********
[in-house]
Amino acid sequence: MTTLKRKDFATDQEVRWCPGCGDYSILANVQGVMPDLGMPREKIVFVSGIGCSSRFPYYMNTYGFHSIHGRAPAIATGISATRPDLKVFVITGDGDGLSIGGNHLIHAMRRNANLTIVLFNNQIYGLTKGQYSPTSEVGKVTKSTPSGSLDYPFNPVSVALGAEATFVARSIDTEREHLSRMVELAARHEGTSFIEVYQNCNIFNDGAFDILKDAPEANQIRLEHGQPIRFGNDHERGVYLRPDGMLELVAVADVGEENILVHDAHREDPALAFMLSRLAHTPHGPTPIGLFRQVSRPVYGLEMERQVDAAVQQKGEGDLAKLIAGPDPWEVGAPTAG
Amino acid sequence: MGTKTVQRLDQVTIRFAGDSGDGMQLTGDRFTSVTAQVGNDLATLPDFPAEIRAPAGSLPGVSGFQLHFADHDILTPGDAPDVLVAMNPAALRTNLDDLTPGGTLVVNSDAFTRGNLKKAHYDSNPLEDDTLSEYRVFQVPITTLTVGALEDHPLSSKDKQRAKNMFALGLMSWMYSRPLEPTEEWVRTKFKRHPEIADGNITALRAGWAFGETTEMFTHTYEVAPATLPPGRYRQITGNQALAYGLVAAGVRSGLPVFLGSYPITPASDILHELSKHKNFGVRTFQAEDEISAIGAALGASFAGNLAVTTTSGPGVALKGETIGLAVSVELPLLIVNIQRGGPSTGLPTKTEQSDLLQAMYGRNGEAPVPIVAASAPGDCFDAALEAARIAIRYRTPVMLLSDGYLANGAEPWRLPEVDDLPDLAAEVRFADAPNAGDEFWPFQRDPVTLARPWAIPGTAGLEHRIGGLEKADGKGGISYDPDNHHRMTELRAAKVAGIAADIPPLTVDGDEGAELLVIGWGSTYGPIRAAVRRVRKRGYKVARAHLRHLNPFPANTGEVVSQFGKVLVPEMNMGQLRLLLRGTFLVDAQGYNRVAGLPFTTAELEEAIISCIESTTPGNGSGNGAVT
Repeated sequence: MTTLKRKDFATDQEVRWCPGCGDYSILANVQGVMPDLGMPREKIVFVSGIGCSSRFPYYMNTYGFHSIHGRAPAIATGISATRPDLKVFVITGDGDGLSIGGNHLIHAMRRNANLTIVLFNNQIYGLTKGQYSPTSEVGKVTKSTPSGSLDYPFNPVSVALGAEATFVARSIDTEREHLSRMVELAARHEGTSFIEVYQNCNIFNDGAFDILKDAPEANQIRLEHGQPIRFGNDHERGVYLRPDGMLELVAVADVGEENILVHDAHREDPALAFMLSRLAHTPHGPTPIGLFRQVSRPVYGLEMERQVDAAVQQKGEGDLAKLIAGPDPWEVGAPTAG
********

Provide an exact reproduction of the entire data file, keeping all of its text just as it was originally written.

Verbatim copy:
[in-house]
Amino acid sequence: MTTLKRKDFATDQEVRWCPGCGDYSILANVQGVMPDLGMPREKIVFVSGIGCSSRFPYYMNTYGFHSIHGRAPAIATGISATRPDLKVFVITGDGDGLSIGGNHLIHAMRRNANLTIVLFNNQIYGLTKGQYSPTSEVGKVTKSTPSGSLDYPFNPVSVALGAEATFVARSIDTEREHLSRMVELAARHEGTSFIEVYQNCNIFNDGAFDILKDAPEANQIRLEHGQPIRFGNDHERGVYLRPDGMLELVAVADVGEENILVHDAHREDPALAFMLSRLAHTPHGPTPIGLFRQVSRPVYGLEMERQVDAAVQQKGEGDLAKLIAGPDPWEVGAPTAG
Amino acid sequence: MGTKTVQRLDQVTIRFAGDSGDGMQLTGDRFTSVTAQVGNDLATLPDFPAEIRAPAGSLPGVSGFQLHFADHDILTPGDAPDVLVAMNPAALRTNLDDLTPGGTLVVNSDAFTRGNLKKAHYDSNPLEDDTLSEYRVFQVPITTLTVGALEDHPLSSKDKQRAKNMFALGLMSWMYSRPLEPTEEWVRTKFKRHPEIADGNITALRAGWAFGETTEMFTHTYEVAPATLPPGRYRQITGNQALAYGLVAAGVRSGLPVFLGSYPITPASDILHELSKHKNFGVRTFQAEDEISAIGAALGASFAGNLAVTTTSGPGVALKGETIGLAVSVELPLLIVNIQRGGPSTGLPTKTEQSDLLQAMYGRNGEAPVPIVAASAPGDCFDAALEAARIAIRYRTPVMLLSDGYLANGAEPWRLPEVDDLPDLAAEVRFADAPNAGDEFWPFQRDPVTLARPWAIPGTAGLEHRIGGLEKADGKGGISYDPDNHHRMTELRAAKVAGIAADIPPLTVDGDEGAELLVIGWGSTYGPIRAAVRRVRKRGYKVARAHLRHLNPFPANTGEVVSQFGKVLVPEMNMGQLRLLLRGTFLVDAQGYNRVAGLPFTTAELEEAIISCIESTTPGNGSGNGAVT
Repeated sequence: MTTLKRKDFATDQEVRWCPGCGDYSILANVQGVMPDLGMPREKIVFVSGIGCSSRFPYYMNTYGFHSIHGRAPAIATGISATRPDLKVFVITGDGDGLSIGGNHLIHAMRRNANLTIVLFNNQIYGLTKGQYSPTSEVGKVTKSTPSGSLDYPFNPVSVALGAEATFVARSIDTEREHLSRMVELAARHEGTSFIEVYQNCNIFNDGAFDILKDAPEANQIRLEHGQPIRFGNDHERGVYLRPDGMLELVAVADVGEENILVHDAHREDPALAFMLSRLAHTPHGPTPIGLFRQVSRPVYGLEMERQVDAAVQQKGEGDLAKLIAGPDPWEVGAPTAG